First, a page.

The editors of this symposium have asked us to address an interesting question. Why hasn't international commercial arbitration’s (ICA's) success been repeated in the context of international courts? In the last few decades, states have created scores of permanent tribunals with jurisdiction to resolve disputes about international law. By and large, though, states have not been as receptive to the rulings of these tribunals. What accounts for this comparative lack of hospitality? Why do states treat ICA and international adjudication so differently?
In this essay, I offer an explanation. States treat ICA and international adjudication differently because they are categorically different enterprises. As a private contractual arrangement, ICA does not raise serious legitimacy concerns. Arbitral awards bind only the parties and lack a systemic impact on domestic law. Moreover, ICA involves commercial disputes between sophisticated international traders. States have little interest in policing such disputes, and commercial law does not differ much from place to place anyway. ICA helps facilitate global commerce, which in turn promotes domestic economic growth. Finally, ICA has the support of influential domestic constituencies: firms that rely on arbitration to resolve international commercial disputes and lawyers who see a lucrative professional opportunity. Given all this, it is not surprising that states see ICA as a promise, not a threat.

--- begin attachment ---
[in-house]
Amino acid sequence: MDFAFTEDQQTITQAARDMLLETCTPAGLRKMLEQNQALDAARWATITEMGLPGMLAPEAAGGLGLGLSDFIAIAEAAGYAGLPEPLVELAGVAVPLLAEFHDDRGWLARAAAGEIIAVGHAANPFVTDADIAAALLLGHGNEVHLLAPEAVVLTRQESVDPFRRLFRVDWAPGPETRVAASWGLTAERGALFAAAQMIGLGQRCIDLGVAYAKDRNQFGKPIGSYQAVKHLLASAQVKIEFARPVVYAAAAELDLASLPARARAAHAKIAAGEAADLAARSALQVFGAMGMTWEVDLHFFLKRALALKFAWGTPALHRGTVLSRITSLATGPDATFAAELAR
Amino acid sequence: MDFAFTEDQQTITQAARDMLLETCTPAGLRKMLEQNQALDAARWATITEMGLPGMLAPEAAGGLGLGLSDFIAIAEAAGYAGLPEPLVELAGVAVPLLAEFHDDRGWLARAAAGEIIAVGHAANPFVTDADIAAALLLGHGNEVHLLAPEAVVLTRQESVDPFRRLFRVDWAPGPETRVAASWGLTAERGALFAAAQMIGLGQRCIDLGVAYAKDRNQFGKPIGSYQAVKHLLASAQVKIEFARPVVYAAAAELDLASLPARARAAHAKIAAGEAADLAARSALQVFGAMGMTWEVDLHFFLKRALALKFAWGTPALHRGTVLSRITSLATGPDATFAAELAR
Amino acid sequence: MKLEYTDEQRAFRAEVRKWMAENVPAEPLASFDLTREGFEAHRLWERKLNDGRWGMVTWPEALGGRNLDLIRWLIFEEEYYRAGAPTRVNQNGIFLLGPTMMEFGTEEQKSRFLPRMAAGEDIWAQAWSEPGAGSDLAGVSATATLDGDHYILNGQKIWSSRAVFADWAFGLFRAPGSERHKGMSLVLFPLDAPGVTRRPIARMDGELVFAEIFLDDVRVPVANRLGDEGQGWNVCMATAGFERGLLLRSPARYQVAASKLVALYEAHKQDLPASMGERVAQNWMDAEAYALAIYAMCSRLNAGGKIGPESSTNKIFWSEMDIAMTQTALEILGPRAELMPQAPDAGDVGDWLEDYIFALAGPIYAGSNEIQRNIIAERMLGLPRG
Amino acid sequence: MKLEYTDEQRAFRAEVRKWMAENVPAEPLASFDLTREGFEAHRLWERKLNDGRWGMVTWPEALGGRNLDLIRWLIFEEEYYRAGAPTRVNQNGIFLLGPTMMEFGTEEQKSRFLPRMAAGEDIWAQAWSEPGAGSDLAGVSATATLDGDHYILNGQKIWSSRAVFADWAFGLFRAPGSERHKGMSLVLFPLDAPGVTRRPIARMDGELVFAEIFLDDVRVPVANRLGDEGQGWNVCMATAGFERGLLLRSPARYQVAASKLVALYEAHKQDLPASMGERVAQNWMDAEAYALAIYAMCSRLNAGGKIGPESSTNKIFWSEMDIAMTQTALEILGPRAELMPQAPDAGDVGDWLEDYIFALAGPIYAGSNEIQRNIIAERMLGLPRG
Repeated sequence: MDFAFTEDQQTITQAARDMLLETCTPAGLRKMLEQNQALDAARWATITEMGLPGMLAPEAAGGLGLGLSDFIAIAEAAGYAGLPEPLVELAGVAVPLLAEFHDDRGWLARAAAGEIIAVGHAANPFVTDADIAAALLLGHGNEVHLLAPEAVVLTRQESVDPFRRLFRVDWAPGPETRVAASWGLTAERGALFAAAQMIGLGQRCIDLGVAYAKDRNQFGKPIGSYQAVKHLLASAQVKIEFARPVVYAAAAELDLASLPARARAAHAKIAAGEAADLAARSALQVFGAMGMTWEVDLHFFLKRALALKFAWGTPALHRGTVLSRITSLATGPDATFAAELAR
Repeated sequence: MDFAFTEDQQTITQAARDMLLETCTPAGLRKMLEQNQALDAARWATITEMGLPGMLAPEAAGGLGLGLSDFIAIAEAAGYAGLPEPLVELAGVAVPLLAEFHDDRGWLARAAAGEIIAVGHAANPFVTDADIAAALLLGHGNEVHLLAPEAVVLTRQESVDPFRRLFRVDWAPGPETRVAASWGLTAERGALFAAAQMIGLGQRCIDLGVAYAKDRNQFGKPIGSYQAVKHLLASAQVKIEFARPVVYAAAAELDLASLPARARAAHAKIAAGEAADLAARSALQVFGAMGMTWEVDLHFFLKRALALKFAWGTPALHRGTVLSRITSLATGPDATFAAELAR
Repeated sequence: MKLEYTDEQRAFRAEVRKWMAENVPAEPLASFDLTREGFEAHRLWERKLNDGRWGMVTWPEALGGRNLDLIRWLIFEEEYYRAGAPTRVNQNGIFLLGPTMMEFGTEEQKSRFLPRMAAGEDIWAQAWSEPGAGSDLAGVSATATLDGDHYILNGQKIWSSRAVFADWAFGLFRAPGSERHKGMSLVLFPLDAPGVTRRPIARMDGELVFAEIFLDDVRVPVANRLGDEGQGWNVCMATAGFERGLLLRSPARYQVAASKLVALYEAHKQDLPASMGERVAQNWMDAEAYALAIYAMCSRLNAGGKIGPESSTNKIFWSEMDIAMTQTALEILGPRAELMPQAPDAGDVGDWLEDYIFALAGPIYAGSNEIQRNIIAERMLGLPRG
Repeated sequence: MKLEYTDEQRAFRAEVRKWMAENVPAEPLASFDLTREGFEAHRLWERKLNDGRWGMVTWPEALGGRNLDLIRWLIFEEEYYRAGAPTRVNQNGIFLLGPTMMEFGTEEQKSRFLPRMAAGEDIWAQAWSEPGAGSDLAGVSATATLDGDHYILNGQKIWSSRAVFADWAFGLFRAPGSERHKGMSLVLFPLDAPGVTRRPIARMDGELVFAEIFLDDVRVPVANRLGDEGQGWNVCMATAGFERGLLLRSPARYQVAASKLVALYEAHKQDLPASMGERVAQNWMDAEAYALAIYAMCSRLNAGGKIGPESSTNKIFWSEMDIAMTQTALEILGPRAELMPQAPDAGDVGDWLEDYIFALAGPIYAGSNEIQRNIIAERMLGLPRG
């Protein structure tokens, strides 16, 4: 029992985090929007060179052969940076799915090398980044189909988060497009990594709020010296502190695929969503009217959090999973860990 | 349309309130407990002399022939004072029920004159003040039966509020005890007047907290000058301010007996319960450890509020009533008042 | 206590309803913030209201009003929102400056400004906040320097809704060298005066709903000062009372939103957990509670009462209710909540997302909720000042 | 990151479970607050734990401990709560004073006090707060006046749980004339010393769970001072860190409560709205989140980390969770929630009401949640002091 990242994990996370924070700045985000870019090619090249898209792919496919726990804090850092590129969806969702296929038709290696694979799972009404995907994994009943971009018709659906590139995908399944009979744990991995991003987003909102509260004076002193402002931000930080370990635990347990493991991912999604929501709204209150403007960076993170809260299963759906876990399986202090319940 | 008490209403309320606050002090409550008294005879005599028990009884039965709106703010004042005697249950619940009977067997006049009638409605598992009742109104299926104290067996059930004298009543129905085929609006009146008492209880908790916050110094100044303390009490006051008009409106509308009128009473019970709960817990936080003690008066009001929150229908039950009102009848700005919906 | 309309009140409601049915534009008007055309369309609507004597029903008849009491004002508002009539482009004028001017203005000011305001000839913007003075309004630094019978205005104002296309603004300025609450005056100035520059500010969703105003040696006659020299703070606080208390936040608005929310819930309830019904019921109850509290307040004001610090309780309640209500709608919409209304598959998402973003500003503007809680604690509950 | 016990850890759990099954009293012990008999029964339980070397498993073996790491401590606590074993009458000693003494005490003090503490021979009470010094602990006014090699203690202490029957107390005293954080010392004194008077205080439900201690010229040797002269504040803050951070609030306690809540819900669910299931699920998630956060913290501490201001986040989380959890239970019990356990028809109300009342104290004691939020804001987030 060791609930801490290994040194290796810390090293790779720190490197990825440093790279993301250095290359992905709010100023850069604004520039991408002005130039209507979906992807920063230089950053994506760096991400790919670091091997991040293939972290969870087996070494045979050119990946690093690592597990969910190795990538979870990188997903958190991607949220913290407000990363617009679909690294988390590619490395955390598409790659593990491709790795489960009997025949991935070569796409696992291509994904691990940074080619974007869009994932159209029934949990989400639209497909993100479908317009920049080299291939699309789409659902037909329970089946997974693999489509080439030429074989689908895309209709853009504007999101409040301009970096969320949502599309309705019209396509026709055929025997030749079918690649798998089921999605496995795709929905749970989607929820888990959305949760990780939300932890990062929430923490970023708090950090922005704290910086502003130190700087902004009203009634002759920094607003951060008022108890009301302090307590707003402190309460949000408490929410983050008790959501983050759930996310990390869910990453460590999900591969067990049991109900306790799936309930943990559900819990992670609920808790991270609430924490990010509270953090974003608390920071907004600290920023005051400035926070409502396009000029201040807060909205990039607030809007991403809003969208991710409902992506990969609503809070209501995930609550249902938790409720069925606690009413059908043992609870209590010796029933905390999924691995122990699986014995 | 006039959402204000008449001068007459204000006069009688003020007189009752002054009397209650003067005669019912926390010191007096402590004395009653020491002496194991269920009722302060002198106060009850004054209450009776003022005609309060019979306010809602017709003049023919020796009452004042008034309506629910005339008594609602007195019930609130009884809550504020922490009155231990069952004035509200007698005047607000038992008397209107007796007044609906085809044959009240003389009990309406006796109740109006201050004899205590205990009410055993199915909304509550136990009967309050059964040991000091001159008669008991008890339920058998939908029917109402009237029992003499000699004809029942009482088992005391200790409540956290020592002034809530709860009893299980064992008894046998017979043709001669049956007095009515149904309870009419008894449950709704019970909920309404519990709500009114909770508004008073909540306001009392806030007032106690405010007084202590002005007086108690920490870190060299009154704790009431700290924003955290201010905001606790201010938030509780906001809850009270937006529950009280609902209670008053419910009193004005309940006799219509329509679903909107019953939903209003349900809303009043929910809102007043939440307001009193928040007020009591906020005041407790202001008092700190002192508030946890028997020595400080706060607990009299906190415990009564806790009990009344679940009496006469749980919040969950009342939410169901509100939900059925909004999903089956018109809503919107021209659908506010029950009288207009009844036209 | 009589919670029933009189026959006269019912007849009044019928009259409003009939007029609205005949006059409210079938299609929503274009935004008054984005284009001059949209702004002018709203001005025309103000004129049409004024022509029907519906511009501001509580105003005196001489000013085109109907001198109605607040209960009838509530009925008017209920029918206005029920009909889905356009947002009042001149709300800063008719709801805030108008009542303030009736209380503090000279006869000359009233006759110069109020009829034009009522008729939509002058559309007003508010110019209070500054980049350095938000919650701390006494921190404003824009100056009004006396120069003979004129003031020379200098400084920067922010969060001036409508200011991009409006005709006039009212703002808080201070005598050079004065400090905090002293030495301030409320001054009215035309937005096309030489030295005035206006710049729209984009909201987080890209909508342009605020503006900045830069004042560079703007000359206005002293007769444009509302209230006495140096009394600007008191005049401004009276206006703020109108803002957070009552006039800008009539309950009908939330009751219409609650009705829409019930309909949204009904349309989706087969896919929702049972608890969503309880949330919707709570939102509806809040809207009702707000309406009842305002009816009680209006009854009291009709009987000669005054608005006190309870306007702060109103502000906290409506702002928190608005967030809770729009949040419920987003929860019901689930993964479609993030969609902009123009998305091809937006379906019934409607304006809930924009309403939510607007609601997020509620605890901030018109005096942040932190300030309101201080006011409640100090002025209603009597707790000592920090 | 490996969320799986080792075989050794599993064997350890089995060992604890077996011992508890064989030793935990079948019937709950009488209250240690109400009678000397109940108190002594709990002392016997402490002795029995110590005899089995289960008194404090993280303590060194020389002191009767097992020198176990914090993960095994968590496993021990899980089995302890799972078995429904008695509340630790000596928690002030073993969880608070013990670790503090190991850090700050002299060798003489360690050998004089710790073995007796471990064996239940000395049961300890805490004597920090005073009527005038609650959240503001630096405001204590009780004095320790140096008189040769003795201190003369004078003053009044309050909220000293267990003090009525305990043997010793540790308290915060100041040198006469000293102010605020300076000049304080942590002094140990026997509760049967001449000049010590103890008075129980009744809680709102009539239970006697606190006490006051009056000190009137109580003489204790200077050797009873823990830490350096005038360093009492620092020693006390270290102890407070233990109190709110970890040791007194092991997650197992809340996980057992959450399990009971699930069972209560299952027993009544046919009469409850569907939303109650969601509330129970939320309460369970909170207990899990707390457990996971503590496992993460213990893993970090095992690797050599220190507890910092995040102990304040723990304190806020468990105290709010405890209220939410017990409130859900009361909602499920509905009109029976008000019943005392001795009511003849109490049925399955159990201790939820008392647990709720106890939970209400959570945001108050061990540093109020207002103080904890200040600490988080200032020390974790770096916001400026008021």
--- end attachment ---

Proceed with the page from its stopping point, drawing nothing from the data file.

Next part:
International adjudication does not fit the ICA pattern. (International investment arbitration does not fit the ICA pattern exactly, a matter I discuss below.) International courts do raise significant legitimacy concerns. International courts are not ad hoc contractual arrangements, but permanent institutions that create substantial bodies of law. Their rulings increasingly concern public-law questions on which there is little global consensus. Moreover, the economic benefits of international courts are not so straightforward. Even when they promote domestic growth, international courts can become entangled in sensitive policy debates. Finally, although some lawyers and law professors advocate deference to international courts, international adjudication does not have the same level of support from domestic constituencies as ICA does. As a result, states tend to be much less receptive to international adjudication than ICA.
This essay proceeds as follows. First, I describe ICA. I focus on the most important treaty in the area, the United Nations Convention on the Recognition and Enforcement of Foreign Arbitral Awards (the New York Convention of 1958) and the laws of three countries that are particularly important in the ICA world: the United States, France and Germany. The New York Convention and the domestic laws of these countries all contain a strong pro-arbitration presumption. I explain why this is so and argue that one example that might seem to cast doubt on my theory-international investment arbitration- in fact does not.
Next, I turn to international adjudication. I discuss a series of rulings by the International Court of Justice (ICJ) on the interpretation of the Vienna Convention on Consular Relations (the VCCR). For better or worse, the VCCR controversy has become the focal point for scholarship on international adjudication; the controversy suggests that states are much less comfortable with international courts than they are with ICA. I explore the ways that two domestic courts-the United States Supreme Court and the German Federal Constitutional Court-have responded to ICJ rulings in VCCR cases and explain why international adjudication has less appeal for states than ICA does.